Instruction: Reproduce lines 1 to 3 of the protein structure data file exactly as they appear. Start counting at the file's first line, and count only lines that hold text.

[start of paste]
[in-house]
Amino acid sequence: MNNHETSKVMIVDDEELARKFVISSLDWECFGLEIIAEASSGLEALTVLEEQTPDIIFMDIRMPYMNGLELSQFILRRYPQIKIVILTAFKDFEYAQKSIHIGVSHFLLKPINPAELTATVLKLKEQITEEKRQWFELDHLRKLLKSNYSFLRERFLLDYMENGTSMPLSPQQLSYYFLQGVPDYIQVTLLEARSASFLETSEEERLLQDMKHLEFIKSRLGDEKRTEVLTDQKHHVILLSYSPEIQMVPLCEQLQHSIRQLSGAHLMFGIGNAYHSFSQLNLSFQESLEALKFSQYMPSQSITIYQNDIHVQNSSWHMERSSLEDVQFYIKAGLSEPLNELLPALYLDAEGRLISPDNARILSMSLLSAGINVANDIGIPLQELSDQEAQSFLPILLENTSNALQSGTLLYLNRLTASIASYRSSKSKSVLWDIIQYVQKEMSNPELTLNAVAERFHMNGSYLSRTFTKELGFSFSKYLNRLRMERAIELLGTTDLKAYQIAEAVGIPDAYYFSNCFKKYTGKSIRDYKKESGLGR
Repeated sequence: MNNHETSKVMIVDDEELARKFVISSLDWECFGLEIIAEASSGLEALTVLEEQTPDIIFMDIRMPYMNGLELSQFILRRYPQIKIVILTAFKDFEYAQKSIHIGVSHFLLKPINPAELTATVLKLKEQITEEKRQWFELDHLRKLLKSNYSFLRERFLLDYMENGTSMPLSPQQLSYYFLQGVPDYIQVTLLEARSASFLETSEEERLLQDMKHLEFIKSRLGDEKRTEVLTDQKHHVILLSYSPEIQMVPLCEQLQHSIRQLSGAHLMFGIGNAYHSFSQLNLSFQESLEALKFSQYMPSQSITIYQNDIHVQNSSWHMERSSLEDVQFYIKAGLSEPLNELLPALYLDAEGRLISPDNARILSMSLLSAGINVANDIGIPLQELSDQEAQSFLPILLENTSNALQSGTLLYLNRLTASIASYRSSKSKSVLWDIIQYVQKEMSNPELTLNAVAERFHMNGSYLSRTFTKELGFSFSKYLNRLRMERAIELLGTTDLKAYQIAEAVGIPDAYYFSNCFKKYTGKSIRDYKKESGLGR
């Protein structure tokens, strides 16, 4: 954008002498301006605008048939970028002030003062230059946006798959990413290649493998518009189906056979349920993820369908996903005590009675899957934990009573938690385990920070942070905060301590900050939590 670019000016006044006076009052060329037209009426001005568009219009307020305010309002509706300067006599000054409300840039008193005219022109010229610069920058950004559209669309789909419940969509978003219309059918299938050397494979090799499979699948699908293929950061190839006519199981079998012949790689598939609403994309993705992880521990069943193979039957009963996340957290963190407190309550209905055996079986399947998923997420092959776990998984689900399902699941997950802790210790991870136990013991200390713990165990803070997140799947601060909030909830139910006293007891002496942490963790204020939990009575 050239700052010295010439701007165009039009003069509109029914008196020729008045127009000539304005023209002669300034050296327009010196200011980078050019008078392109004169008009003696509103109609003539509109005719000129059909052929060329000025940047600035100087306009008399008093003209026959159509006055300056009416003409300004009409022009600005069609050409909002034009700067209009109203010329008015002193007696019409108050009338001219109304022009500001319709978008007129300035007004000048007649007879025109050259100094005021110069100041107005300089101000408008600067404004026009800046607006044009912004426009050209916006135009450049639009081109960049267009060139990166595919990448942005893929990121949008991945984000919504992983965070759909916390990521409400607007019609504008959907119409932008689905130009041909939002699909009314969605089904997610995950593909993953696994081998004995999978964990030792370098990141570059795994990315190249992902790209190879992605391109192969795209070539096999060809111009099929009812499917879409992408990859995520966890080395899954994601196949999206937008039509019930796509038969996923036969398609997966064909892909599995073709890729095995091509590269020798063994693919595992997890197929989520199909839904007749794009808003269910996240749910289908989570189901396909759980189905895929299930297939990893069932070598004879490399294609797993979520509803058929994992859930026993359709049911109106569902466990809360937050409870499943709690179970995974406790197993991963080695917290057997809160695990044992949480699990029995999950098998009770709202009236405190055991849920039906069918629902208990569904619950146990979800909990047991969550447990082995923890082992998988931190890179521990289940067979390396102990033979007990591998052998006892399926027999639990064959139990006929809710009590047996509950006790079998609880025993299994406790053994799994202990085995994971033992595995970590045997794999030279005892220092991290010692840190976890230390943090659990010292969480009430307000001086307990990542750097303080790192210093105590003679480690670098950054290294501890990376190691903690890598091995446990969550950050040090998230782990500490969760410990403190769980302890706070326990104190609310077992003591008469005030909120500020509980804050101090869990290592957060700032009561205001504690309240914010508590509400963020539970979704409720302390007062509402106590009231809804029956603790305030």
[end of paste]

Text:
[in-house]
Amino acid sequence: MNNHETSKVMIVDDEELARKFVISSLDWECFGLEIIAEASSGLEALTVLEEQTPDIIFMDIRMPYMNGLELSQFILRRYPQIKIVILTAFKDFEYAQKSIHIGVSHFLLKPINPAELTATVLKLKEQITEEKRQWFELDHLRKLLKSNYSFLRERFLLDYMENGTSMPLSPQQLSYYFLQGVPDYIQVTLLEARSASFLETSEEERLLQDMKHLEFIKSRLGDEKRTEVLTDQKHHVILLSYSPEIQMVPLCEQLQHSIRQLSGAHLMFGIGNAYHSFSQLNLSFQESLEALKFSQYMPSQSITIYQNDIHVQNSSWHMERSSLEDVQFYIKAGLSEPLNELLPALYLDAEGRLISPDNARILSMSLLSAGINVANDIGIPLQELSDQEAQSFLPILLENTSNALQSGTLLYLNRLTASIASYRSSKSKSVLWDIIQYVQKEMSNPELTLNAVAERFHMNGSYLSRTFTKELGFSFSKYLNRLRMERAIELLGTTDLKAYQIAEAVGIPDAYYFSNCFKKYTGKSIRDYKKESGLGR
Repeated sequence: MNNHETSKVMIVDDEELARKFVISSLDWECFGLEIIAEASSGLEALTVLEEQTPDIIFMDIRMPYMNGLELSQFILRRYPQIKIVILTAFKDFEYAQKSIHIGVSHFLLKPINPAELTATVLKLKEQITEEKRQWFELDHLRKLLKSNYSFLRERFLLDYMENGTSMPLSPQQLSYYFLQGVPDYIQVTLLEARSASFLETSEEERLLQDMKHLEFIKSRLGDEKRTEVLTDQKHHVILLSYSPEIQMVPLCEQLQHSIRQLSGAHLMFGIGNAYHSFSQLNLSFQESLEALKFSQYMPSQSITIYQNDIHVQNSSWHMERSSLEDVQFYIKAGLSEPLNELLPALYLDAEGRLISPDNARILSMSLLSAGINVANDIGIPLQELSDQEAQSFLPILLENTSNALQSGTLLYLNRLTASIASYRSSKSKSVLWDIIQYVQKEMSNPELTLNAVAERFHMNGSYLSRTFTKELGFSFSKYLNRLRMERAIELLGTTDLKAYQIAEAVGIPDAYYFSNCFKKYTGKSIRDYKKESGLGR